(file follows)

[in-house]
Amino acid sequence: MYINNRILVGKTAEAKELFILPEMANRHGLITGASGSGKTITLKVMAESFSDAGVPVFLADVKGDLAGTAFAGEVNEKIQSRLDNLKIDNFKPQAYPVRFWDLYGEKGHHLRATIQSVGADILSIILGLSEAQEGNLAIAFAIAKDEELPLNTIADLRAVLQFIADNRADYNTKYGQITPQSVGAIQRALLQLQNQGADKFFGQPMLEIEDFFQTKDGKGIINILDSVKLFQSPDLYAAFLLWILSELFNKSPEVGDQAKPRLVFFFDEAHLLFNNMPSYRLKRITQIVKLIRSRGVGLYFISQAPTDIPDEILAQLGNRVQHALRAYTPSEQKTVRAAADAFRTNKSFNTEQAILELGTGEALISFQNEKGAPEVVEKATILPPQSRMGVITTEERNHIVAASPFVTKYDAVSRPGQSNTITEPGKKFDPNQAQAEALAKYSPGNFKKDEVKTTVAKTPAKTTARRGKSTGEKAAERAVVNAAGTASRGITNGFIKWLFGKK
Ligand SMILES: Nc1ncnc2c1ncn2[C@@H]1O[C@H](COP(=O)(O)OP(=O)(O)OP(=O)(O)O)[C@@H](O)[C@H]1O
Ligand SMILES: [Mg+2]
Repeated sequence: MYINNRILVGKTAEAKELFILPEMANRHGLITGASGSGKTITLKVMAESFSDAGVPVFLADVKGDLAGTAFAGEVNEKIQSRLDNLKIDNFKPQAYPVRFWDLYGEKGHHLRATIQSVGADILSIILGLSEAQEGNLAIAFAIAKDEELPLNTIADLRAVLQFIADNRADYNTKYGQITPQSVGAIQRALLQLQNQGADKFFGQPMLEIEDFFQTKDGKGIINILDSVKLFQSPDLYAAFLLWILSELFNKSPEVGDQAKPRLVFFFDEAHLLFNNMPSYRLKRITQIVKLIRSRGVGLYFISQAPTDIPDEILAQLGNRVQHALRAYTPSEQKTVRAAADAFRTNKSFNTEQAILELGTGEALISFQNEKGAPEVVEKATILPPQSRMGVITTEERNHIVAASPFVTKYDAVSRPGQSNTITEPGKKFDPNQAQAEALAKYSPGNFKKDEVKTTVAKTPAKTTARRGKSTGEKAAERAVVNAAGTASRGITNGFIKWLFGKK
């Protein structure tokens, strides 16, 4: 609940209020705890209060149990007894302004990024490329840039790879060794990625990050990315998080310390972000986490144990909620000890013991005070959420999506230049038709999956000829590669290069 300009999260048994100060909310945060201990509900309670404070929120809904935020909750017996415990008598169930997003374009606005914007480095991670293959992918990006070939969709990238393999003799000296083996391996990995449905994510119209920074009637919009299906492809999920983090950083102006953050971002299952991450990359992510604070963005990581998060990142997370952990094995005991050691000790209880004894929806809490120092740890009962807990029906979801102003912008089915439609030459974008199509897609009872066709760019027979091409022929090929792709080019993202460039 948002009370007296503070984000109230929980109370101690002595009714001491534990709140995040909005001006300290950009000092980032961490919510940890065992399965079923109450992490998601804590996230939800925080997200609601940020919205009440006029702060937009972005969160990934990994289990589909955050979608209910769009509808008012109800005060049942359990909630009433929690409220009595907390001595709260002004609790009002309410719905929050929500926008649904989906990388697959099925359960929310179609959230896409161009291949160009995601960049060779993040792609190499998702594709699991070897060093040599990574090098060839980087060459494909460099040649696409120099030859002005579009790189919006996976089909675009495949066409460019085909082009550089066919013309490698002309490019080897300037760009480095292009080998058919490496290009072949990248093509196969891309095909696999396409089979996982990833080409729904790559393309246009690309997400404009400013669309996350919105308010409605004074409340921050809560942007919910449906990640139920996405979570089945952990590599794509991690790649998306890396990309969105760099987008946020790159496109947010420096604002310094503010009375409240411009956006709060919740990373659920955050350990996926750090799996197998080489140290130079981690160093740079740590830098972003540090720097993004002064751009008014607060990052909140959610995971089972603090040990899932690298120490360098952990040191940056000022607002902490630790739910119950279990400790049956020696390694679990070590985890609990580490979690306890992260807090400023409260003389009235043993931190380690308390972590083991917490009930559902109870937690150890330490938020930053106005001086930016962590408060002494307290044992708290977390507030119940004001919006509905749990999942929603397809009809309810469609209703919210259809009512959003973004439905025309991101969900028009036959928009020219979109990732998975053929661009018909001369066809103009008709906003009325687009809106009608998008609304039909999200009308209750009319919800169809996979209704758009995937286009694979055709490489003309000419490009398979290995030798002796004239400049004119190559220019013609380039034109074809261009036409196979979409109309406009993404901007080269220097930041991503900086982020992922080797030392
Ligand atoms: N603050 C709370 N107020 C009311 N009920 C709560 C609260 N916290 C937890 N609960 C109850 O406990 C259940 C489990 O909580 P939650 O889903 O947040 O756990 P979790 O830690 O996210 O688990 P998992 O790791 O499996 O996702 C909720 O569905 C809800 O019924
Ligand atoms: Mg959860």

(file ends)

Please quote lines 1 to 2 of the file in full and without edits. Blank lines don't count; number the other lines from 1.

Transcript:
[in-house]
Amino acid sequence: MYINNRILVGKTAEAKELFILPEMANRHGLITGASGSGKTITLKVMAESFSDAGVPVFLADVKGDLAGTAFAGEVNEKIQSRLDNLKIDNFKPQAYPVRFWDLYGEKGHHLRATIQSVGADILSIILGLSEAQEGNLAIAFAIAKDEELPLNTIADLRAVLQFIADNRADYNTKYGQITPQSVGAIQRALLQLQNQGADKFFGQPMLEIEDFFQTKDGKGIINILDSVKLFQSPDLYAAFLLWILSELFNKSPEVGDQAKPRLVFFFDEAHLLFNNMPSYRLKRITQIVKLIRSRGVGLYFISQAPTDIPDEILAQLGNRVQHALRAYTPSEQKTVRAAADAFRTNKSFNTEQAILELGTGEALISFQNEKGAPEVVEKATILPPQSRMGVITTEERNHIVAASPFVTKYDAVSRPGQSNTITEPGKKFDPNQAQAEALAKYSPGNFKKDEVKTTVAKTPAKTTARRGKSTGEKAAERAVVNAAGTASRGITNGFIKWLFGKK